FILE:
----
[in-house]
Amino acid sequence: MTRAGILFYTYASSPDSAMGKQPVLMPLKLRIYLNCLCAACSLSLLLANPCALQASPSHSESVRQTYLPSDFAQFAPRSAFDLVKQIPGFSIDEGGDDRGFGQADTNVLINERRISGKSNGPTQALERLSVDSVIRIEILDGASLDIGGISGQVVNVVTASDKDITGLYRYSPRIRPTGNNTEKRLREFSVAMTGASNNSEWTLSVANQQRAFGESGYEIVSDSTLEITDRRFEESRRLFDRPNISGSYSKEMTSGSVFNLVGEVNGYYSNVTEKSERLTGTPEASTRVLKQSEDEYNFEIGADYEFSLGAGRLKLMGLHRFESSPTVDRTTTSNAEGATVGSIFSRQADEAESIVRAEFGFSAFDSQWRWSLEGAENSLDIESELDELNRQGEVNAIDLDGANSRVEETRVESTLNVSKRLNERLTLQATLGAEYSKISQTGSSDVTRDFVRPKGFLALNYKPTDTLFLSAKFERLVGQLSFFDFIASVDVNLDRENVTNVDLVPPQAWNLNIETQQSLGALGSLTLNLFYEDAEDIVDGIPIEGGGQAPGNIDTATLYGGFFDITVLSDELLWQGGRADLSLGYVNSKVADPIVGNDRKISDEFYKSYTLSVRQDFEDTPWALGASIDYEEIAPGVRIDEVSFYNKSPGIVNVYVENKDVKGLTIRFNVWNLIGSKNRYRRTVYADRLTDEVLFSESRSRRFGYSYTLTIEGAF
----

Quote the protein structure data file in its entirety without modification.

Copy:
[in-house]
Amino acid sequence: MTRAGILFYTYASSPDSAMGKQPVLMPLKLRIYLNCLCAACSLSLLLANPCALQASPSHSESVRQTYLPSDFAQFAPRSAFDLVKQIPGFSIDEGGDDRGFGQADTNVLINERRISGKSNGPTQALERLSVDSVIRIEILDGASLDIGGISGQVVNVVTASDKDITGLYRYSPRIRPTGNNTEKRLREFSVAMTGASNNSEWTLSVANQQRAFGESGYEIVSDSTLEITDRRFEESRRLFDRPNISGSYSKEMTSGSVFNLVGEVNGYYSNVTEKSERLTGTPEASTRVLKQSEDEYNFEIGADYEFSLGAGRLKLMGLHRFESSPTVDRTTTSNAEGATVGSIFSRQADEAESIVRAEFGFSAFDSQWRWSLEGAENSLDIESELDELNRQGEVNAIDLDGANSRVEETRVESTLNVSKRLNERLTLQATLGAEYSKISQTGSSDVTRDFVRPKGFLALNYKPTDTLFLSAKFERLVGQLSFFDFIASVDVNLDRENVTNVDLVPPQAWNLNIETQQSLGALGSLTLNLFYEDAEDIVDGIPIEGGGQAPGNIDTATLYGGFFDITVLSDELLWQGGRADLSLGYVNSKVADPIVGNDRKISDEFYKSYTLSVRQDFEDTPWALGASIDYEEIAPGVRIDEVSFYNKSPGIVNVYVENKDVKGLTIRFNVWNLIGSKNRYRRTVYADRLTDEVLFSESRSRRFGYSYTLTIEGAF